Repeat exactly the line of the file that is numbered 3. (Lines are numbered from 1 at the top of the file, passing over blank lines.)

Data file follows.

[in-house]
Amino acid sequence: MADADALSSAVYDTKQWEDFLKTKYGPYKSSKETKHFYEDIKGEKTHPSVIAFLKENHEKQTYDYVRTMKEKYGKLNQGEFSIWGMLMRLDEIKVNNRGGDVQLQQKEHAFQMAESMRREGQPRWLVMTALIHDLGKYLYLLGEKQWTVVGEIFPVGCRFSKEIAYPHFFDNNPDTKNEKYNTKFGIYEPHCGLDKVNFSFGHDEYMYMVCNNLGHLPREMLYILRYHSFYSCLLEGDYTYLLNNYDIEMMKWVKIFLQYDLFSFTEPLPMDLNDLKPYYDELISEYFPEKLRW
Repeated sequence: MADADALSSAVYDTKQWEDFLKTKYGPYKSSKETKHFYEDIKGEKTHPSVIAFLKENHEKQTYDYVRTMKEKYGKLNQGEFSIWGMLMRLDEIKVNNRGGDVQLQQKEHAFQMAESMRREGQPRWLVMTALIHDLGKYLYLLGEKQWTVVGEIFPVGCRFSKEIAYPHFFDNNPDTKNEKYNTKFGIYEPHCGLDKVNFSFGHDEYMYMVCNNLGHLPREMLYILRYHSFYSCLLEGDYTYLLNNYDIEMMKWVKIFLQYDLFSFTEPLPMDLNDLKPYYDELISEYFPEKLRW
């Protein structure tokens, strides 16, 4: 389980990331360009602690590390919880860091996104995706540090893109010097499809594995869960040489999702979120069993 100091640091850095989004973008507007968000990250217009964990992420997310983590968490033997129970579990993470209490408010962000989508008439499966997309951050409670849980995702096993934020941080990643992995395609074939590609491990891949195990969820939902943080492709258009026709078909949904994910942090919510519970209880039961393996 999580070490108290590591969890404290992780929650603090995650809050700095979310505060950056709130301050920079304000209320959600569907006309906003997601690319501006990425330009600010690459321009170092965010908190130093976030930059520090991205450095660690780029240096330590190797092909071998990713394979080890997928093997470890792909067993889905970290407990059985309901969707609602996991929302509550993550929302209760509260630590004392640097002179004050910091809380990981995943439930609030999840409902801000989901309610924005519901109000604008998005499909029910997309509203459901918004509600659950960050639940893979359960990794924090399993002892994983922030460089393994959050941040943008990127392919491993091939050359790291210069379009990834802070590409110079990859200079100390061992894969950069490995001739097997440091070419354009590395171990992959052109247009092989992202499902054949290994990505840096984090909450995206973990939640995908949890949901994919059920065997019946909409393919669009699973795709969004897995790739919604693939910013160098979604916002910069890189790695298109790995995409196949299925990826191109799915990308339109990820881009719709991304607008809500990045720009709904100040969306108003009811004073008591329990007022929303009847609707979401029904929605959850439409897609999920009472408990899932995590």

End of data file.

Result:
Repeated sequence: MADADALSSAVYDTKQWEDFLKTKYGPYKSSKETKHFYEDIKGEKTHPSVIAFLKENHEKQTYDYVRTMKEKYGKLNQGEFSIWGMLMRLDEIKVNNRGGDVQLQQKEHAFQMAESMRREGQPRWLVMTALIHDLGKYLYLLGEKQWTVVGEIFPVGCRFSKEIAYPHFFDNNPDTKNEKYNTKFGIYEPHCGLDKVNFSFGHDEYMYMVCNNLGHLPREMLYILRYHSFYSCLLEGDYTYLLNNYDIEMMKWVKIFLQYDLFSFTEPLPMDLNDLKPYYDELISEYFPEKLRW